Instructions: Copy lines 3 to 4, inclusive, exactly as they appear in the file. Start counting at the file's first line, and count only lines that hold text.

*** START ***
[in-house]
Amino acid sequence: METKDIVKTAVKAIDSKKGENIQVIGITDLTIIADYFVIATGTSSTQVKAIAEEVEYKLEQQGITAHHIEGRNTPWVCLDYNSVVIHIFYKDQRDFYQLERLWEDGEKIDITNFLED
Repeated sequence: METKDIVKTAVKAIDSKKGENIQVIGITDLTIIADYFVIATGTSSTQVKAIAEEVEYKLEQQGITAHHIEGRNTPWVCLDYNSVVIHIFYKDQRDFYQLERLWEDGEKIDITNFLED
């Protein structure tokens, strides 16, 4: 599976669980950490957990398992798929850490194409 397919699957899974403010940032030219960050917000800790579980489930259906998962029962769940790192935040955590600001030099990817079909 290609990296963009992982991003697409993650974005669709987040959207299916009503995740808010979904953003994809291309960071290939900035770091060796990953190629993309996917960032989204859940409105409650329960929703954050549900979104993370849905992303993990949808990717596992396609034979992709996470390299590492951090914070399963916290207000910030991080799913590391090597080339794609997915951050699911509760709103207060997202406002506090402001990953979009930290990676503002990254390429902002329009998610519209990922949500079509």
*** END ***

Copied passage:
Repeated sequence: METKDIVKTAVKAIDSKKGENIQVIGITDLTIIADYFVIATGTSSTQVKAIAEEVEYKLEQQGITAHHIEGRNTPWVCLDYNSVVIHIFYKDQRDFYQLERLWEDGEKIDITNFLED
């Protein structure tokens, strides 16, 4: 599976669980950490957990398992798929850490194409 397919699957899974403010940032030219960050917000800790579980489930259906998962029962769940790192935040955590600001030099990817079909 290609990296963009992982991003697409993650974005669709987040959207299916009503995740808010979904953003994809291309960071290939900035770091060796990953190629993309996917960032989204859940409105409650329960929703954050549900979104993370849905992303993990949808990717596992396609034979992709996470390299590492951090914070399963916290207000910030991080799913590391090597080339794609997915951050699911509760709103207060997202406002506090402001990953979009930290990676503002990254390429902002329009998610519209990922949500079509």